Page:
On Wednesday, Senators Ben Cardin (D-MD) and Susan Collins (R-ME) led “a bipartisan supermajority of 88 Senators in sending a letter to President Barack Obama” calling the Palestinian unity government “a serious setback to efforts to achieve peace.”
The Times of Israel reported further:
According to the senators, Hamas’s role in the formation of the government has “undermined Congressional support for US assistance to the Palestinians.” That aid, they wrote, should only be provided when “we have confidence that this new government is in full compliance with restrictions contained in current law.” …
In recent weeks, lawmakers have taken a number of directions in their interpretation of the Palestinian Anti-Terror Act of 2006. Those who support the immediate application of the act argue that Hamas’s support for the government — even if it does not hold any ministries – makes the law applicable.
The text of the senators’ letters reads in part:
Recent events have consequences as to U.S. assistance to the Palestinian Authority as provided for in the Palestinian Anti-Terrorism Act of 2006 and restrictions contained in the Omnibus Appropriations Act of 2014, including prohibiting foreign assistance to Hamas or any power-sharing government of which Hamas is a member or over which Hamas has undue influence. These troubling developments, including the role played by Hamas in the formation of the government, have undermined Congressional support for U.S. assistance to the Palestinians. Any assistance should only be provided when we have confidence that this new government is in full compliance with the restrictions contained in current law. We urge you to continue to impress on President Abbas the need for him to cease any alliance with terrorist organizations such as Hamas and to return to the negotiating table with Israel.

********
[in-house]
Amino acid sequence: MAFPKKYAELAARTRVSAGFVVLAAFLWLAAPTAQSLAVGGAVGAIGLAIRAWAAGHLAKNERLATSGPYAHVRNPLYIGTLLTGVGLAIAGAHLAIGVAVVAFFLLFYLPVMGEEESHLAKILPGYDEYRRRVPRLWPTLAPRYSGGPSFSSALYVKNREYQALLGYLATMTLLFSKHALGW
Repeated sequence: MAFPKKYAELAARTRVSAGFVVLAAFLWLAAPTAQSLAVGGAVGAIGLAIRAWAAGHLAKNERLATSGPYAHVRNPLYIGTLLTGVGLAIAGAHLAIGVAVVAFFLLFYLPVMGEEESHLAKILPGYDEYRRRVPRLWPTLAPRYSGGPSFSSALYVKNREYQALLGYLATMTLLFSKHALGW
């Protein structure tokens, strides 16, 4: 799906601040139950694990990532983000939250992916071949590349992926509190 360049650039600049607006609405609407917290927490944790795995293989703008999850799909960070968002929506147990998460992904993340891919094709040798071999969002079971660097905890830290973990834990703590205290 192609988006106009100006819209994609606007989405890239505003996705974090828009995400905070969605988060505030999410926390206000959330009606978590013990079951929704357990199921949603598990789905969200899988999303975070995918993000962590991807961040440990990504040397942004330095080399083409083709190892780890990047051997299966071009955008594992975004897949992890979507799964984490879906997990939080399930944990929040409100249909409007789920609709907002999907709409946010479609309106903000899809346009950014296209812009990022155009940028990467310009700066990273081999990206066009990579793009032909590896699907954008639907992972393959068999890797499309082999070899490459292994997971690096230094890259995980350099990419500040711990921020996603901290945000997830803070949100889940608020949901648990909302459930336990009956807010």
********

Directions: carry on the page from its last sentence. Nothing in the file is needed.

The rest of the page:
In 2011, Cardin and Collins introduced a resolution in the Senate with 88 co-sponsors, stating that the Senate:
(1) reaffirms its strong support for a negotiated solution to the Israeli-Palestinian conflict resulting in two states, a democratic, Jewish state of Israel and a viable, democratic Palestinian state, living side-by-side in peace, security, and mutual recognition;
(2) states its firm belief that any Palestinian unity government must publicly and formally forswear terrorism, accept Israel’s right to exist, and reaffirm previous agreements made with the Government of Israel;
(3) reiterates its strong opposition to any attempt to establish or seek recognition of a Palestinian state outside of an agreement negotiated between leaders in Israel and the Palestinians;
The bipartisan criticism of the Palestinian unity government comes at a time when “the wisdom and coherence of the Obama administration’s approach” has been questioned by journalists.
[Photo: SenatorCardin / YouTube ]